-- These asymmetries typically take the form of uncertainty about states' goals or capabilities.
  2. a. They passed created an agreement in which all signatories are required to implement full-scope safeguards as a condition nuclear supply to non-nuclear states;
    b. Nuclear dual-use equipment, material, and technology was better regulated.
  3. • forced to see itself as part of a bigger security picture, no longer confined just to SE Asia
    • wants to engage China openly in a more 'pacific/global' context through the ARF (ASEAN regional forum)
  4. • Europe did not suffer from the recent trauma of colonization and decolonization by outsiders
    • the contemporary powers in Asia are boxed in by one superpower and two other great powers
    • more globally connected than the European concert of powers
    • 2 big differences: 1. nuclear deterrent 2. an outside superpower prepared to hold the ring for regional security.
    • much bigger than Europe; geography matters
  5. Realism was able to explain correctly the situation of the post-9/11 world. Indeed, according to realists the military response of the U.S. to terrorist attacks is understandable. "When a state grows vastly more powerful than any opponent, realists expect that it will eventually use that power to expand its sphere of domination, whether for security, wealth, or other motives."

5 True/False questions

  1. When looking at the behaviour of China and the "lesser" states in Asia, what should we keep in mind when deciding if states' behaviours in the region tend towards hierarchy or a more Westphalian model?-- Discerning what actions China takes towards its neighbours.
    -- Focus on the strategies that other nations take to adjust to China's rise.
    -- A hierarchic theoretical approach will focus empirical scrutiny on the domestic aspects of China's rise.


  2. According to Buzan, how have these concerns panned out since the 90's?• high probability of classic power politics emerging from Asia in the next few decades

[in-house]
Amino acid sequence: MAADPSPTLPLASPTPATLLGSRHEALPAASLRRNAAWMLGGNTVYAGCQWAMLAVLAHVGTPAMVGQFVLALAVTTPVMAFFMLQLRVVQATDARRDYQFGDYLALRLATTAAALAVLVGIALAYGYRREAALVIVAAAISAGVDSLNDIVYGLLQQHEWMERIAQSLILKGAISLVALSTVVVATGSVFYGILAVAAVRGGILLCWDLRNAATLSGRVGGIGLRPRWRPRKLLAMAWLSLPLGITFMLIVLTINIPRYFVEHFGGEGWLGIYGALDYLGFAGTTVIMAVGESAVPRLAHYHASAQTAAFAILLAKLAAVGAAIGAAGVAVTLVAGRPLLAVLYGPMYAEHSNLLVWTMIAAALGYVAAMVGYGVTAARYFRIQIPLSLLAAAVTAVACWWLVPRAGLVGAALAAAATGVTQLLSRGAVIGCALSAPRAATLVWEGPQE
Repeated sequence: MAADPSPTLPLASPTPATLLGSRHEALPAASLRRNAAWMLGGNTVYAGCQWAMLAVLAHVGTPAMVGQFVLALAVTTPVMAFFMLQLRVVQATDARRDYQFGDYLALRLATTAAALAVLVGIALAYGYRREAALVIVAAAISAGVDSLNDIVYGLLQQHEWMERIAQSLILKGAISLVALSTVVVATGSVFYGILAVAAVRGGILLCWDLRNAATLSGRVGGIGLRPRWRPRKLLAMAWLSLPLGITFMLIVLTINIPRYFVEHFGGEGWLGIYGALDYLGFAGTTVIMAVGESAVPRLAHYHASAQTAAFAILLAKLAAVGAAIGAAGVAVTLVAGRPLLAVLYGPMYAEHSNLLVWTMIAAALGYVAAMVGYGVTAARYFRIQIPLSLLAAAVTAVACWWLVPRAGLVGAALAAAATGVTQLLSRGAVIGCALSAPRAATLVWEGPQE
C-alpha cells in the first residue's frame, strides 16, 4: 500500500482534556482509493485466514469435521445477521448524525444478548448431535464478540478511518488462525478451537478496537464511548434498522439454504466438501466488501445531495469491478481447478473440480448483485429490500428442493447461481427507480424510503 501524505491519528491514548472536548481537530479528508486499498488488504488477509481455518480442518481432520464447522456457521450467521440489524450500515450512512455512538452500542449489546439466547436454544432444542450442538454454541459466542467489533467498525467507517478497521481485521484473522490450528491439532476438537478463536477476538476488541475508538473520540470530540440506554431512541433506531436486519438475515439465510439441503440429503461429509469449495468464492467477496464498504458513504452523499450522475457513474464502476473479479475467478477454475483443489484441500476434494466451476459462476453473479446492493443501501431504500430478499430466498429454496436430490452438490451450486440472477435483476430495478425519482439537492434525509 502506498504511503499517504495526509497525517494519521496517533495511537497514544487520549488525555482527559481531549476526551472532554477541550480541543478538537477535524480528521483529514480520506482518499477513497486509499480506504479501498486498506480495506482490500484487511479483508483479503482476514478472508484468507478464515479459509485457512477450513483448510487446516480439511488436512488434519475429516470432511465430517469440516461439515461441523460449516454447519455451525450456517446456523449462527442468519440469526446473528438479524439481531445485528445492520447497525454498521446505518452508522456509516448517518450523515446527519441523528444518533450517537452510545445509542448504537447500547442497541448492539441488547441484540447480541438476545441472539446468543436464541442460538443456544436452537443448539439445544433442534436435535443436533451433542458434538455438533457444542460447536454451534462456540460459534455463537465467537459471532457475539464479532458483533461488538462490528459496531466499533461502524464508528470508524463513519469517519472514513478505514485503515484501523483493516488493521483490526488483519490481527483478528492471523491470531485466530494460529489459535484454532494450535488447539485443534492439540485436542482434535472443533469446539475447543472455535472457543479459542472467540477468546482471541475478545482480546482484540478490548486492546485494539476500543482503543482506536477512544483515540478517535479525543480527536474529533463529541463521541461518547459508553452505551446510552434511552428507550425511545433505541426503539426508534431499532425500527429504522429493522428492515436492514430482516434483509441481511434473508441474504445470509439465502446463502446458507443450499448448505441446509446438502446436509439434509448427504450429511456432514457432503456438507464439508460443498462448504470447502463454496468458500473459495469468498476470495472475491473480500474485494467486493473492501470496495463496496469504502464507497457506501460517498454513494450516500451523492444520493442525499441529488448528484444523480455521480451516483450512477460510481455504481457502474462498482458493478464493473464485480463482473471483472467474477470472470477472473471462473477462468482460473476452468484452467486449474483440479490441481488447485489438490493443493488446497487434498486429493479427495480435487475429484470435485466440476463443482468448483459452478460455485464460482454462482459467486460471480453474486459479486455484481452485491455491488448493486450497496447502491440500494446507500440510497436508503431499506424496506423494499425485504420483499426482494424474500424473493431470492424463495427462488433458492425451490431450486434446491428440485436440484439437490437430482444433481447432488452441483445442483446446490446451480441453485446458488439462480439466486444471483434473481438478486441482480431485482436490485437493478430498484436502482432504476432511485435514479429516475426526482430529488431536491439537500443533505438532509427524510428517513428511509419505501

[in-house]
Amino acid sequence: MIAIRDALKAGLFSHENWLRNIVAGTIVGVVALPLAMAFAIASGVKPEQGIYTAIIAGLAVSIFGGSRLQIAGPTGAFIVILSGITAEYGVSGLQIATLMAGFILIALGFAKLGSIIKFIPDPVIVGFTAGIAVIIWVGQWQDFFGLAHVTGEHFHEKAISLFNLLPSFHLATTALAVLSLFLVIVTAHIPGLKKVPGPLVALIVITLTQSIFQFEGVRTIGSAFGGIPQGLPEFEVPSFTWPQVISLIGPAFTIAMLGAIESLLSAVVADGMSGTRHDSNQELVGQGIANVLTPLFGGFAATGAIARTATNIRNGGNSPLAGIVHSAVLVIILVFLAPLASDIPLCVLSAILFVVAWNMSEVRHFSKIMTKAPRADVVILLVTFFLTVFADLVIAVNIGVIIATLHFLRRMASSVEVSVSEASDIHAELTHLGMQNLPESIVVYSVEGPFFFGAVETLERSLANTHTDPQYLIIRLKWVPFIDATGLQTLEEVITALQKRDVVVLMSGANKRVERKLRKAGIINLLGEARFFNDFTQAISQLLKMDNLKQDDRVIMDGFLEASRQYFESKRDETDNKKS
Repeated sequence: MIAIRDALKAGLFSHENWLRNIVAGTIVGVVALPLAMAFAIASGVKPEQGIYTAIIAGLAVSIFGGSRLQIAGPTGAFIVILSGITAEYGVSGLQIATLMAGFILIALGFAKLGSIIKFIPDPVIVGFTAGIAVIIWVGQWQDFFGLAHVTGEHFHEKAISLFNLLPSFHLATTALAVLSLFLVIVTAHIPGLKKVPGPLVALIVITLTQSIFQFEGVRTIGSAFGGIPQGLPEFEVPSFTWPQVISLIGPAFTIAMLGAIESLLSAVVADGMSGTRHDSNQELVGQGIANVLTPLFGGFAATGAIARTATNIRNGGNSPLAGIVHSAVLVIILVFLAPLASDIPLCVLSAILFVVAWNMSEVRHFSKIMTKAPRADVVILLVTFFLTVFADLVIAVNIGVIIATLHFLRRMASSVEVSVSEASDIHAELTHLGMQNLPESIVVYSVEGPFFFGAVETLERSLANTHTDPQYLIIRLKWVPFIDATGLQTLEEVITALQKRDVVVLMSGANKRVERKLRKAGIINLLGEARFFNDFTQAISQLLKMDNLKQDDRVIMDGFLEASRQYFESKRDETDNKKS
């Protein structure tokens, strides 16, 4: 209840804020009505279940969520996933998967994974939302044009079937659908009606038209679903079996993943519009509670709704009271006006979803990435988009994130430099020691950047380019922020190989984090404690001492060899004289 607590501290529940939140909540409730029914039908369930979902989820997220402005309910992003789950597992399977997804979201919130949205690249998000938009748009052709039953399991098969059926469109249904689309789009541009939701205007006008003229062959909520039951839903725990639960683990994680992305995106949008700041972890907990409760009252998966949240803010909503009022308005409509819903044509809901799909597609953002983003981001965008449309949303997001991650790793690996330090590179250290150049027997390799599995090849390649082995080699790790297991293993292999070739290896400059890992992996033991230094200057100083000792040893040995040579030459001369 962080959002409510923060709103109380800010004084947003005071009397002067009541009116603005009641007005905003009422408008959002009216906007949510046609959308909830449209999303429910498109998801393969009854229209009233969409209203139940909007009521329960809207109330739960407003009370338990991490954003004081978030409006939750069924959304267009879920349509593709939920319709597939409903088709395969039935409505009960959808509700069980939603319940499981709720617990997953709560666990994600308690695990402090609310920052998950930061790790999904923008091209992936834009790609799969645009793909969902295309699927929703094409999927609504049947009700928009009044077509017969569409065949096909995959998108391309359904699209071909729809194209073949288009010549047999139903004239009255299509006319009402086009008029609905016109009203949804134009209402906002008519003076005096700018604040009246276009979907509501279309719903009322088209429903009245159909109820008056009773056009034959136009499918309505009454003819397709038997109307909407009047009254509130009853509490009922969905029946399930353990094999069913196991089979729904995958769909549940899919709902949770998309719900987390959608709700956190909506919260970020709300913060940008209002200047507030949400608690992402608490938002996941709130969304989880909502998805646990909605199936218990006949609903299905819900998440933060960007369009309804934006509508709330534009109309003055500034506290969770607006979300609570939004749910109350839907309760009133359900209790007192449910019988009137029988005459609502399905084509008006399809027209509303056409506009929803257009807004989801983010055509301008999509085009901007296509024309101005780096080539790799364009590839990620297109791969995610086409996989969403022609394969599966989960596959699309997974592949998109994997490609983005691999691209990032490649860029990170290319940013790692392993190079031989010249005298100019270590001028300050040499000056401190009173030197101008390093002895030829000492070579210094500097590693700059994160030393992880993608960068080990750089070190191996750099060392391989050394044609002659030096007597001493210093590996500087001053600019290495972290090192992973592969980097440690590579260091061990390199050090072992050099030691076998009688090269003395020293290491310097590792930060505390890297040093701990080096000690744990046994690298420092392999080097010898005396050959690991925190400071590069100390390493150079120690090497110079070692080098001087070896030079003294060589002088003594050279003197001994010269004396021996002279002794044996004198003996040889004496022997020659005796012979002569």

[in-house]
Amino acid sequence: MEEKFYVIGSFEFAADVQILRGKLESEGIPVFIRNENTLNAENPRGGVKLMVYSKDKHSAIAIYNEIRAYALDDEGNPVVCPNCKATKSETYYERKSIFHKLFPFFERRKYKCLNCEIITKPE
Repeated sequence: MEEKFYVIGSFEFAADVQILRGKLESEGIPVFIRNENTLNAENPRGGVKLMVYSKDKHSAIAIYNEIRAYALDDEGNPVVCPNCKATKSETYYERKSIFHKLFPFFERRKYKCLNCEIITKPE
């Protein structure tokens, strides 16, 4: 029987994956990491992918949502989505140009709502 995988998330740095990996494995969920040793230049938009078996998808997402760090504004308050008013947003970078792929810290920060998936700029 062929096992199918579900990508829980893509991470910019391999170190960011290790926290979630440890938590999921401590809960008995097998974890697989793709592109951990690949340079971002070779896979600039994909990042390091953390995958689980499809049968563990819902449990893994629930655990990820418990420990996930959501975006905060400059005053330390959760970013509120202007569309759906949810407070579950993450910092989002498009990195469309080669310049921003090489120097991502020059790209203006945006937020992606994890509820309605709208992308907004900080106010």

• focus on economic advancement
    • possibility of war is a given in the region


  3. Why was the Zangger Committee formed?a. It was formed to extend the NPT's requirements to the exporting practices of countries. It did so by creating "trigger lists." These were lists of materials that could be used to create a nuclear weapons program. Any item on the "trigger list" that was being exported would require the NPT safeguards to be applied to the recipient facility.


  4. What role did Japan play in the economic interdependence of East Asia?• "flying geese" model: Japan set up a hierarchy of finance, production, and technology spreading out from Japan to the countries of E. Asia.
    • created concentric circles of investment throughout Asia
    • unique form of regionalism largely based on private capital and no international political institutionalization


  5. How does Mearsheimer defend states' desires for evermore power, especially given Waltz's critique (as seen above in question number 4)?Based on on-going cost benefit calculations by the ruling coalition, because of the importance she attaches to regional dynamics and nuclear neighbourhoods. A widely subscribed to non-proliferation norm in the region may have a reinforcing effect on the nuclear calculus of individual states. Likewise, regional predominance of inward-looking models and a propensity for nuclear weapons adventurism may lead states that, for political and economic reasons, would have preferred nuclear weapons abstinence to tilt toward the regional centre of (proliferation) gravity. Thus, a state with an outward-looking ruling coalition may pursue nuclear weapons should these outward-oriented elites perceive extreme external threats and calculate that the political benefits of economic integration and nu-clear restraint no longer outweigh those of going nuclear.